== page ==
Bain likes to target the Cell (where the world record was caught), the Chesapeake Light Tower, coastal wrecks and the CBBT for spadefish.

"At the CBBT, look for cruising fish," said Horning. "Always wear your polarized sunglasses."

Four artificial islands separate tunnels from bridges at the CBBT. These islands contain giant boulders, providing excellent structure for the spades. Look for the fish near the rocks and along the concrete columns that serve as the bridge's trestles.

"The CBBT area's spades are fat. Most of them average 5 to 7 pounds, sometimes bigger," Clark said.

"Throughout the summer," said Lindsey, "spades take up residence at the CBBT, the Chesapeake Light Tower and many artificial reefs and wrecks. Some wrecks and reefs that we like are Tiger Wreck, Cape Henry Wreck and the State Reef."

Because spadefish are so structure-oriented, it's common to find schools of them mixed in with other species with similar habits.

"They'll even hang around buoys like cobia do," Lindsey said.

Fishing for spadefish is usually quite easy, although this species can be finicky. Essentially, there are two ways to rig for spades: the first is similar to bream fishing - a float, a split shot and a live-bait hook. Total length of the rig depends upon how the fish are behaving, but generally, the float is 6 to 8 feet from the hook. The second rig is for bottom fishing, and the standard fare is the fish-finder rig.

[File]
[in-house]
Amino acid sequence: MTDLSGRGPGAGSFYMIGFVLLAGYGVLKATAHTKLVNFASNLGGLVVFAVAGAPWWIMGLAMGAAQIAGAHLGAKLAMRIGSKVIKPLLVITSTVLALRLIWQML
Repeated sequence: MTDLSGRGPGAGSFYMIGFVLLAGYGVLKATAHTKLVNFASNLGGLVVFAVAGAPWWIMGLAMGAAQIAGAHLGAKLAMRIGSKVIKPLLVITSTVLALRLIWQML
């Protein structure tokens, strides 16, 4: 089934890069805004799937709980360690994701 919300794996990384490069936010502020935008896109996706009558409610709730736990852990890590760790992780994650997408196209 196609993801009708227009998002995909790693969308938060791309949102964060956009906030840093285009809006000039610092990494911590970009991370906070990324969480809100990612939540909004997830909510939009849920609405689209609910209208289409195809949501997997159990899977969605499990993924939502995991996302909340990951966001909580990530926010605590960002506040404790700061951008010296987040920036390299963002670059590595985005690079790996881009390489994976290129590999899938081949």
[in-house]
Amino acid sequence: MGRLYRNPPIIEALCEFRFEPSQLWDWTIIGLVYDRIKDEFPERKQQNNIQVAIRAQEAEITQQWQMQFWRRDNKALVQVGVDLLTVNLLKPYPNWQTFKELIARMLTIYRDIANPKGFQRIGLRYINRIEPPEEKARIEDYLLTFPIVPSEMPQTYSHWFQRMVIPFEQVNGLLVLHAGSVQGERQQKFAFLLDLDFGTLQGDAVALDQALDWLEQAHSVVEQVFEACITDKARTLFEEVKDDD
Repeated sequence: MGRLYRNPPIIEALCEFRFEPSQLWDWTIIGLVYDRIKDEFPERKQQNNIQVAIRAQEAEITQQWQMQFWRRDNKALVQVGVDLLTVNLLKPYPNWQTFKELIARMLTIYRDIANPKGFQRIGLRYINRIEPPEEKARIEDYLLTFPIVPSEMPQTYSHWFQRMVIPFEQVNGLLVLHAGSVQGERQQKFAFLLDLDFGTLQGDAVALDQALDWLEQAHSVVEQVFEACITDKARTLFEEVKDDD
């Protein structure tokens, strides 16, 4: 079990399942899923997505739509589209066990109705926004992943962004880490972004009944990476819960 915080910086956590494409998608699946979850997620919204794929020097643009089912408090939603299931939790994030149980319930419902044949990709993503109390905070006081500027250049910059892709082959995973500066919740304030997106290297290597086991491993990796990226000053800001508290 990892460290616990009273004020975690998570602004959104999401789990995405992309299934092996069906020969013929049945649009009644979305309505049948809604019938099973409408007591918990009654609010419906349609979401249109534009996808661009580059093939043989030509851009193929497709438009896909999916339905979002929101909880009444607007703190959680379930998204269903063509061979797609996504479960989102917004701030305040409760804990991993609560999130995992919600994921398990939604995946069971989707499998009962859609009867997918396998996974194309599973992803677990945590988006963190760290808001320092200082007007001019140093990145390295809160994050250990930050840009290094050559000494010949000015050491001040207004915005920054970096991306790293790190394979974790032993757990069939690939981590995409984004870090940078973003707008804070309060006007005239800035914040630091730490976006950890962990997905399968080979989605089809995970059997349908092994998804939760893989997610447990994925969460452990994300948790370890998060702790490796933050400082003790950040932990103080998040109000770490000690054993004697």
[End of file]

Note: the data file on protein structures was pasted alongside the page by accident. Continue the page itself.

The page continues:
Bain uses pieces of chowder clams with a relatively small hook. Additionally, he recommends anglers chum with clams to attract spades.

"I started using a No. 4 and 6 hook, but now I use a 1/0, short-shank hook," Bain said. "They work well, and some other anglers are now using circle hooks and appear to be doing well with them, too."

The current dictates how much weight to add to your line.